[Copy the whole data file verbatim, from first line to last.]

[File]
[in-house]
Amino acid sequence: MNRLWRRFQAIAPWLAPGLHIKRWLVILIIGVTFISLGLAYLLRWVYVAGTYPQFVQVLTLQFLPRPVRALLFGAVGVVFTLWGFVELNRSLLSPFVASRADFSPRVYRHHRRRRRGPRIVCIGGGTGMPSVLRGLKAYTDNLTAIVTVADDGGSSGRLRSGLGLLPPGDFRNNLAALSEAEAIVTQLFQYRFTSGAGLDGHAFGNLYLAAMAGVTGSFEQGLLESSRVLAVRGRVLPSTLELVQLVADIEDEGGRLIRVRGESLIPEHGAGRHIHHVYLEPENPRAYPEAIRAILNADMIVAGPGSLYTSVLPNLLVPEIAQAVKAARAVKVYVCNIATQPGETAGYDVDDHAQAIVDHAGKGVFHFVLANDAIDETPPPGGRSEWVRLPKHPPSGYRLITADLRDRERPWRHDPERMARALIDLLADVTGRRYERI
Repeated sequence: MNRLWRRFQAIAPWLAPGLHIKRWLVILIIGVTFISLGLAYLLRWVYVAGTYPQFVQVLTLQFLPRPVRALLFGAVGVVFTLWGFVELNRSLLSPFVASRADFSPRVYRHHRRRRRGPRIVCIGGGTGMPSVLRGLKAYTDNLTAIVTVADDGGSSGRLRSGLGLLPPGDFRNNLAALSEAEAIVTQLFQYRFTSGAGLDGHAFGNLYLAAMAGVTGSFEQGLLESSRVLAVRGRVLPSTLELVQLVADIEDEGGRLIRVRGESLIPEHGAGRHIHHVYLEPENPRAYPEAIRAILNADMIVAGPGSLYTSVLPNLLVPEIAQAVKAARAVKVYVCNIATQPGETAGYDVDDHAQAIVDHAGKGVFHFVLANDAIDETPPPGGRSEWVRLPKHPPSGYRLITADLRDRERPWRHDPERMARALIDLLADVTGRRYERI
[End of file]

[in-house]
Amino acid sequence: MNRLWRRFQAIAPWLAPGLHIKRWLVILIIGVTFISLGLAYLLRWVYVAGTYPQFVQVLTLQFLPRPVRALLFGAVGVVFTLWGFVELNRSLLSPFVASRADFSPRVYRHHRRRRRGPRIVCIGGGTGMPSVLRGLKAYTDNLTAIVTVADDGGSSGRLRSGLGLLPPGDFRNNLAALSEAEAIVTQLFQYRFTSGAGLDGHAFGNLYLAAMAGVTGSFEQGLLESSRVLAVRGRVLPSTLELVQLVADIEDEGGRLIRVRGESLIPEHGAGRHIHHVYLEPENPRAYPEAIRAILNADMIVAGPGSLYTSVLPNLLVPEIAQAVKAARAVKVYVCNIATQPGETAGYDVDDHAQAIVDHAGKGVFHFVLANDAIDETPPPGGRSEWVRLPKHPPSGYRLITADLRDRERPWRHDPERMARALIDLLADVTGRRYERI
Repeated sequence: MNRLWRRFQAIAPWLAPGLHIKRWLVILIIGVTFISLGLAYLLRWVYVAGTYPQFVQVLTLQFLPRPVRALLFGAVGVVFTLWGFVELNRSLLSPFVASRADFSPRVYRHHRRRRRGPRIVCIGGGTGMPSVLRGLKAYTDNLTAIVTVADDGGSSGRLRSGLGLLPPGDFRNNLAALSEAEAIVTQLFQYRFTSGAGLDGHAFGNLYLAAMAGVTGSFEQGLLESSRVLAVRGRVLPSTLELVQLVADIEDEGGRLIRVRGESLIPEHGAGRHIHHVYLEPENPRAYPEAIRAILNADMIVAGPGSLYTSVLPNLLVPEIAQAVKAARAVKVYVCNIATQPGETAGYDVDDHAQAIVDHAGKGVFHFVLANDAIDETPPPGGRSEWVRLPKHPPSGYRLITADLRDRERPWRHDPERMARALIDLLADVTGRRYERI